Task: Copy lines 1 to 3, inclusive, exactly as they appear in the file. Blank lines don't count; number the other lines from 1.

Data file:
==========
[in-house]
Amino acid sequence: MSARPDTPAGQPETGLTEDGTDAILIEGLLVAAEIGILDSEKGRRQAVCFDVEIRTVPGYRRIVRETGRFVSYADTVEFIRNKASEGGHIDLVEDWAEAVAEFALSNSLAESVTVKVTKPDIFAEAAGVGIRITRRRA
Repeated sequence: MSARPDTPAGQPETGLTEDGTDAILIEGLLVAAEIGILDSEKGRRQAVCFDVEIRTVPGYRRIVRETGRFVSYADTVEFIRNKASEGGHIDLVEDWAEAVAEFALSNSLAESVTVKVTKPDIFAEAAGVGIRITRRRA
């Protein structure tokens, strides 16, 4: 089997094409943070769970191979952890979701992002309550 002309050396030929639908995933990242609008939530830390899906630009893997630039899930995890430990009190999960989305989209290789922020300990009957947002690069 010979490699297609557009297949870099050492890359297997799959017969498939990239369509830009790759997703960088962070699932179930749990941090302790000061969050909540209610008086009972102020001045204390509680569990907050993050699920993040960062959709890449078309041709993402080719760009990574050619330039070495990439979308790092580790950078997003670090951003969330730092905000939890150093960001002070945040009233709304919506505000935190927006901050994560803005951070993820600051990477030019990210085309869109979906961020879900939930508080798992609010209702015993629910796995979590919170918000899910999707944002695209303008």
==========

[in-house]
Amino acid sequence: MSARPDTPAGQPETGLTEDGTDAILIEGLLVAAEIGILDSEKGRRQAVCFDVEIRTVPGYRRIVRETGRFVSYADTVEFIRNKASEGGHIDLVEDWAEAVAEFALSNSLAESVTVKVTKPDIFAEAAGVGIRITRRRA
Repeated sequence: MSARPDTPAGQPETGLTEDGTDAILIEGLLVAAEIGILDSEKGRRQAVCFDVEIRTVPGYRRIVRETGRFVSYADTVEFIRNKASEGGHIDLVEDWAEAVAEFALSNSLAESVTVKVTKPDIFAEAAGVGIRITRRRA